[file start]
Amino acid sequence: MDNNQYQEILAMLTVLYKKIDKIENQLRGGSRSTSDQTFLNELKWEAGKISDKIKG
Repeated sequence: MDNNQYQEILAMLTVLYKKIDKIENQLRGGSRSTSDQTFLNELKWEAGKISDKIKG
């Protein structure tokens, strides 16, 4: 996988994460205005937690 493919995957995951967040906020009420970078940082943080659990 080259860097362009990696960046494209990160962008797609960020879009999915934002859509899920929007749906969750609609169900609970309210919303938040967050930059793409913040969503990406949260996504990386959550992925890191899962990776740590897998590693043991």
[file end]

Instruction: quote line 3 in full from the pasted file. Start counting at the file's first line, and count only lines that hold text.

């Protein structure tokens, strides 16, 4: 996988994460205005937690 493919995957995951967040906020009420970078940082943080659990 080259860097362009990696960046494209990160962008797609960020879009999915934002859509899920929007749906969750609609169900609970309210919303938040967050930059793409913040969503990406949260996504990386959550992925890191899962990776740590897998590693043991």